That’s another reason why Choksi founded Girls Will Be. She says it’s like “searching for a needle in a haystack to find a regular cut pair of pants” among the skinny jeans available now. “Already at the age of five you’re trying to fit in skinny jeans?” 

She cites the Girls Inc. survey: 37 percent of girls between third and fifth grade said they’re worried about their weight. By the time girls reach high school, it’s 62 percent. “We don’t need to be starting that young.” 

Boys are limited, too

Parents and experts say this gendered messaging hurts boys, too. 

“This isn’t just something that parents of daughters should be concerned about. It affects boys and men as well,” Harrison says. “Boys are limited if they are receiving narrow messages.”

The options available for boys — like being a pilot or a superhero — have more value in our society, Harrison believes. When girls eschew gender roles and play with trucks or don a cape, it’s considered an “upward status move.”

“When a boy is painting his nails or wearing a dress, that’s not going to be celebrated in the same way,” she says.

It’s very important to show boys that men can have nurturing, caregiving roles to prepare them for later in life.

Ziesmer said the YWCA’s male teachers help children of both genders see that. “Unless we are teaching boys to be nurturing and loving men then we’re not making any progress at all.”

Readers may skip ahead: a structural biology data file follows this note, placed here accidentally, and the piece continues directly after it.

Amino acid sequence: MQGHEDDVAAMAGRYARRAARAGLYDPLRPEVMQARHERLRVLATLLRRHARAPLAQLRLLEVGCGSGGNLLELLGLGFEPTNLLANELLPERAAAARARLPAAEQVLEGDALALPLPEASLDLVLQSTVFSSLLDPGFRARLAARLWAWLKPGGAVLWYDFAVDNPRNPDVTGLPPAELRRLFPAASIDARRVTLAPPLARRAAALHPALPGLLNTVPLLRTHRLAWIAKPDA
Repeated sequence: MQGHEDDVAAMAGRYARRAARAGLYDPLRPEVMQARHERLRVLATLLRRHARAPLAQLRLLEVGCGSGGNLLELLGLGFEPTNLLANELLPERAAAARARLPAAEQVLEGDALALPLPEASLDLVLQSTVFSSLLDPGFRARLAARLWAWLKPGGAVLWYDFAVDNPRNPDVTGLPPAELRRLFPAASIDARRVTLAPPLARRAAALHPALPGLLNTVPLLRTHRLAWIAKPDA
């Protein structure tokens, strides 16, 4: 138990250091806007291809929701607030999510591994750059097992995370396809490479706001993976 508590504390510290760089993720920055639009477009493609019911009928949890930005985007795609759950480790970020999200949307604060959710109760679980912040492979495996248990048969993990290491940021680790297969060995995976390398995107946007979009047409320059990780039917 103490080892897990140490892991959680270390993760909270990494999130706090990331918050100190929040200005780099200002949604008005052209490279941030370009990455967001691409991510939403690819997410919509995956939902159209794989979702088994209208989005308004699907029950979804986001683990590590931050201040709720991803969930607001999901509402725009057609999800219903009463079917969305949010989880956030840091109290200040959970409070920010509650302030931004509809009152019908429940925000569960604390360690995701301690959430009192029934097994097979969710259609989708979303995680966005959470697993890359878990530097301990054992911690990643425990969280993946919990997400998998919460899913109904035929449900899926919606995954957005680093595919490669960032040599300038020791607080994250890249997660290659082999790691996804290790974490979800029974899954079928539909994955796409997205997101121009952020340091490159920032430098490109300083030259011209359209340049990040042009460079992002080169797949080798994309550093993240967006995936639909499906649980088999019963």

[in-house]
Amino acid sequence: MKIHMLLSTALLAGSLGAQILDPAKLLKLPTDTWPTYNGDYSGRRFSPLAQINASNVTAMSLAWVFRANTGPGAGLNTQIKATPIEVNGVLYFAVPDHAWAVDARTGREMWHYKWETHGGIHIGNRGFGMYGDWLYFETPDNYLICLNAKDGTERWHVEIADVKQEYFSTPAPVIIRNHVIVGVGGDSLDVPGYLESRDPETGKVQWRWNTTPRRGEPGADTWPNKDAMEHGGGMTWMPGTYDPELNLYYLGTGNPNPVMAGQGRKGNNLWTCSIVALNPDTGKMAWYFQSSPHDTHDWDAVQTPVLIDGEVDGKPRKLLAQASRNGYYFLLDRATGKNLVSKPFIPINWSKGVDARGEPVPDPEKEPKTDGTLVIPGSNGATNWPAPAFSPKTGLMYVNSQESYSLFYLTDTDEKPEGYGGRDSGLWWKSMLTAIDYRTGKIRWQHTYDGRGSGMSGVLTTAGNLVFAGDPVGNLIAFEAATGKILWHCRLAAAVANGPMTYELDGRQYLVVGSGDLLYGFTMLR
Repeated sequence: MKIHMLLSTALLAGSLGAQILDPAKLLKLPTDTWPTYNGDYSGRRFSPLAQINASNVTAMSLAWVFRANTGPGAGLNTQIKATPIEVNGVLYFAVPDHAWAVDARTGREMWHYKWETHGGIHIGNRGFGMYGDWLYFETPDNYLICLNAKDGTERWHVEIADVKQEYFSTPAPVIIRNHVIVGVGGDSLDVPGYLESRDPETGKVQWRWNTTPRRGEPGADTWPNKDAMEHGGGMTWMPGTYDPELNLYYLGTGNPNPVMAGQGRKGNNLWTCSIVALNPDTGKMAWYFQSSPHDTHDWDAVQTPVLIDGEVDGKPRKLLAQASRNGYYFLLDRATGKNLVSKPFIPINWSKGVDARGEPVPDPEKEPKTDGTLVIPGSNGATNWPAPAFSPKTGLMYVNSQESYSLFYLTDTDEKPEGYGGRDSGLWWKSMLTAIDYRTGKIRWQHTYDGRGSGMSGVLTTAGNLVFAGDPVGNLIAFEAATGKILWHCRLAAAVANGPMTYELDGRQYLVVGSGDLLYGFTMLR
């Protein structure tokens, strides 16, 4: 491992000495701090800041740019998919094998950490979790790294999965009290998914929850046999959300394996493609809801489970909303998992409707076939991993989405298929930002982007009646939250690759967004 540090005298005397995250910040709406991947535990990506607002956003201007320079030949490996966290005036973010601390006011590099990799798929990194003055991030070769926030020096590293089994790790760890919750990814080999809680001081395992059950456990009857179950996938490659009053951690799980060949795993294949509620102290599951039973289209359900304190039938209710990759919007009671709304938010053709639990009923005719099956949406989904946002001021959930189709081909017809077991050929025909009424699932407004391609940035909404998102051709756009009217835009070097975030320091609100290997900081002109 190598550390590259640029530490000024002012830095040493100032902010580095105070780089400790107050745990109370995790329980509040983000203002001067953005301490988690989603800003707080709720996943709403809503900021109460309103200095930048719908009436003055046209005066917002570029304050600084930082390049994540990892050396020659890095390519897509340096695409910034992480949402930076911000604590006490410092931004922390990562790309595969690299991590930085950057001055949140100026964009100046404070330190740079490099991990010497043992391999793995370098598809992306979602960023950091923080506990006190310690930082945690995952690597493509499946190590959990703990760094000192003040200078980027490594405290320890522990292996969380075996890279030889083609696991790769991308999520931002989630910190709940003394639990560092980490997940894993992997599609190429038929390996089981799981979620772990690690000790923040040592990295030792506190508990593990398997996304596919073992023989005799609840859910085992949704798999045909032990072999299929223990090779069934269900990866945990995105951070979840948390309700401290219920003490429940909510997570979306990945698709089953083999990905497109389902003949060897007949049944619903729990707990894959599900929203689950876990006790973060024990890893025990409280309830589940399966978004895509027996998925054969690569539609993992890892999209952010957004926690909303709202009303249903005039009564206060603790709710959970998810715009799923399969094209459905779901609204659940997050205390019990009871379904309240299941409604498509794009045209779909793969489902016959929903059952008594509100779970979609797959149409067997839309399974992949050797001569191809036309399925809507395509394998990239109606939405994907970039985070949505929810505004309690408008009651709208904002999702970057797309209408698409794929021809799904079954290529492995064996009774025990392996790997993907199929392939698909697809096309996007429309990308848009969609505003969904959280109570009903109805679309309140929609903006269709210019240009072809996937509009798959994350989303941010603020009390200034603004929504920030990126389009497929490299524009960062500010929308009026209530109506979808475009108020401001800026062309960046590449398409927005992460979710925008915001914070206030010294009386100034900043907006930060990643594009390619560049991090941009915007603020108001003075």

Wardy, who has a five-year-old son, says kids could be missing out on meaningful relationships in their youth and grow up unable to understand and relate to those of the opposite sex, further impacting friendships and romantic relationships.

“Kids see pink and blue and that’s an awful thing,” she says. “When we raise them to think that way, they’re less likely to have cross-gender friendships.”

Pushing back

Parents don’t have to start their own clothing line or toy companies to fight against the messages facing their children.

For pushing back against companies, Wardy said online petitions and campaigns on Facebook and Twitter can help parents affect change. “Companies are realizing they have to respond to consumers,” she says.

Parents should present children with a range of images — not just the conventional standard of feminine beauty that pervades magazines, television, and advertisements, Walker says. 

She says to teach kids to be critical of the messages they’re receiving and “advocate that they are more than what people see.”

If parents don’t like the messages in the girls’ department or in the toy aisle, find something else. Harrison says it’s simply a matter of actively seeking out alternatives.

Parents should create an environment where “kids are kids,” Ziesmer says, with a variety of toys and play options and support whatever the child likes.

“They should be thinking about being a kid — exploring, learning, and growing,” she says.